Hunter Biden Sues IRS to Silence Whistleblowers

Hunter Biden certainly has a lot more gall than most.

He was just indicted for three gun charges, and it’s possible that there are still tax charges lingering around. He believed that the plea agreement he worked out would allow him to avoid any real consequences for the gun and tax charges, clearing the way for his father’s campaign. The sweetheart agreement fell through in July.

Now, Hunter Biden has sued his father’s administration, claiming that the IRS agents have “targeted and sought to embarrass ” him. The suit particularly attacks IRS agents Gary Shapley and Joseph Ziegler, the two whistleblowers who came forward to Congress to explain the slow-walking and the problems they saw with the handling of the case. Biden argues that the whistleblowers engaged in a campaign to “publicly smear him.”

The complaint claims that these appearances fell outside their whistleblower rights to Congress and that the disclosures were unlawful and not allowed. Biden claims that the IRS has “willfully and knowingly disclosed Mr. Biden’s confidential tax information”, and wants $1,000 per “unauthorized disclosure” of his return.

The complaint claims that Mr. Biden’s rights were violated. “Yet, the IRS and its agent have conducted themselves in a manner that presumes that the rights applicable to all other American citizens do not apply to him.” The suit also claims that the whistleblower accusations were just the latest example of the problem.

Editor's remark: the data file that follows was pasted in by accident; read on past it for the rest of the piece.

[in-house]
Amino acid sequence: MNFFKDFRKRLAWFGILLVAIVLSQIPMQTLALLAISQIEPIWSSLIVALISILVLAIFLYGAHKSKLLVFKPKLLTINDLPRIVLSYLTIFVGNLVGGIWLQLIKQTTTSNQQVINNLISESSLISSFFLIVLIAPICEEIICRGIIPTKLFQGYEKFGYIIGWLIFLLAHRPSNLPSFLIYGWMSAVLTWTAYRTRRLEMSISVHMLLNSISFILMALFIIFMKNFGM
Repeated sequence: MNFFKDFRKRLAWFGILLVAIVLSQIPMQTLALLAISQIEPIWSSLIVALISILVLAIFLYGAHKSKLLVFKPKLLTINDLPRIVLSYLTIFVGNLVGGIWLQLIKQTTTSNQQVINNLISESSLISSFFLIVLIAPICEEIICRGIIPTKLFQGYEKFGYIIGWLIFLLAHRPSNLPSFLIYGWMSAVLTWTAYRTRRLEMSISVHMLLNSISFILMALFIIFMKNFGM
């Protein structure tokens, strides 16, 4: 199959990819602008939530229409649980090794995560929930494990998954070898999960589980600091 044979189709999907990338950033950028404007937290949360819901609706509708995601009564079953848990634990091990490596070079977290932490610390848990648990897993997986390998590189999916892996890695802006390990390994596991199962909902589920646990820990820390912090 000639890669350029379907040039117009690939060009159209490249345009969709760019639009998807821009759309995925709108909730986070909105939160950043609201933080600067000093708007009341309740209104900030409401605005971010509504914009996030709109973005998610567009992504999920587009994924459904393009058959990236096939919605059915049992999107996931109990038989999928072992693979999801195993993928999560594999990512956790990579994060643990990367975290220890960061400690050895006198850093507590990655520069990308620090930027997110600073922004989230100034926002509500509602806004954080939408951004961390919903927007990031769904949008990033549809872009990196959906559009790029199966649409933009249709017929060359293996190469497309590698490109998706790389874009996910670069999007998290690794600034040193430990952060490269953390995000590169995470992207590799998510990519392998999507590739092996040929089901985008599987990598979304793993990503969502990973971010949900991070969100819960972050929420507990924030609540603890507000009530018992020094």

Biden’s claim that he has suffered is funny at this stage, especially since any tax charges have not yet been filed against him. He also makes accusations of bias and slow-walking. Also, it’s funny that he is suing the IRS and his father’s government. It’s not a good idea to accuse the administration of your father of trying to embarrass you. It would also seem that he is not too concerned about his privacy if he has a laptop.

Now that the plea agreement has been withdrawn, his lawyers are doing everything they can to attack. This is a way to avoid the fact that it’s difficult to dispute what whistleblowers have revealed. It doesn’t alter what the whistleblowers said about the issue. They can try, but it won’t change anything.

Some of the initial reactions were interesting, such as the suggestion that perhaps it is best to look into the IRS.

Hunter Complaint by Susie Moore